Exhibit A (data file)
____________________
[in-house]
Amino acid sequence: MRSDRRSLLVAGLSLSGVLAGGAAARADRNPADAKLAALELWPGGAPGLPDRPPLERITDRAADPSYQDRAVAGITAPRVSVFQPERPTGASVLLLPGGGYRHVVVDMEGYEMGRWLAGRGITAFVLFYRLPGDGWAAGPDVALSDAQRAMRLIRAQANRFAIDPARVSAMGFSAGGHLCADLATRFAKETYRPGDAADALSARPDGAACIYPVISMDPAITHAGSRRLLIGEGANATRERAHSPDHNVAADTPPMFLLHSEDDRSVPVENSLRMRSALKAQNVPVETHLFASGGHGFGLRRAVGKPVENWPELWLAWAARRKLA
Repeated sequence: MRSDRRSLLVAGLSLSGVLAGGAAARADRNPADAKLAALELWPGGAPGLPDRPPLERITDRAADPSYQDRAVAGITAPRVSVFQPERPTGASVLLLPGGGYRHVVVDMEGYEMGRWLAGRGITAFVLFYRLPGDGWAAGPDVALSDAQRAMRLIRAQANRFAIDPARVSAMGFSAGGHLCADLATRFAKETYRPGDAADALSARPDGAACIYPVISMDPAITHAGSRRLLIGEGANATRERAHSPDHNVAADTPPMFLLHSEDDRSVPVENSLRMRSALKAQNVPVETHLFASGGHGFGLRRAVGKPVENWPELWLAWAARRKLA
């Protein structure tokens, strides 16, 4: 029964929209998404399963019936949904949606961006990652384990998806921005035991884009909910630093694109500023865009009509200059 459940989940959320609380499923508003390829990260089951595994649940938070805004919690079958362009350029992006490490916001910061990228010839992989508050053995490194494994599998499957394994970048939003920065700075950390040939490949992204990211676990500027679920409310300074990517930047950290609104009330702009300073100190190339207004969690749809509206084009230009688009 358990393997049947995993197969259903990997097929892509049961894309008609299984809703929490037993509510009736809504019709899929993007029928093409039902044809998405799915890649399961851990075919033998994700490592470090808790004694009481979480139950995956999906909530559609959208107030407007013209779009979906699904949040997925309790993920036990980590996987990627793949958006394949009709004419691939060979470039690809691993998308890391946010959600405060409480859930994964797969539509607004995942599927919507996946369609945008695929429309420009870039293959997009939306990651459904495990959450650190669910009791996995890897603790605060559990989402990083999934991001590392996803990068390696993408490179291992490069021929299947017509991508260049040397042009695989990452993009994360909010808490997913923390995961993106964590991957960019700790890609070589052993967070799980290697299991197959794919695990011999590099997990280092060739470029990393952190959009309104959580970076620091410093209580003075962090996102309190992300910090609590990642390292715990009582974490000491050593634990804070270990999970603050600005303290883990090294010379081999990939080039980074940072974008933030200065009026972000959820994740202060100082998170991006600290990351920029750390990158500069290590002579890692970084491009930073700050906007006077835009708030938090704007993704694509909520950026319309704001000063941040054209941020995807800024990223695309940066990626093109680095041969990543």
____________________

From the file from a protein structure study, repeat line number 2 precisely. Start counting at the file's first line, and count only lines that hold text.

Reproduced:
Amino acid sequence: MRSDRRSLLVAGLSLSGVLAGGAAARADRNPADAKLAALELWPGGAPGLPDRPPLERITDRAADPSYQDRAVAGITAPRVSVFQPERPTGASVLLLPGGGYRHVVVDMEGYEMGRWLAGRGITAFVLFYRLPGDGWAAGPDVALSDAQRAMRLIRAQANRFAIDPARVSAMGFSAGGHLCADLATRFAKETYRPGDAADALSARPDGAACIYPVISMDPAITHAGSRRLLIGEGANATRERAHSPDHNVAADTPPMFLLHSEDDRSVPVENSLRMRSALKAQNVPVETHLFASGGHGFGLRRAVGKPVENWPELWLAWAARRKLA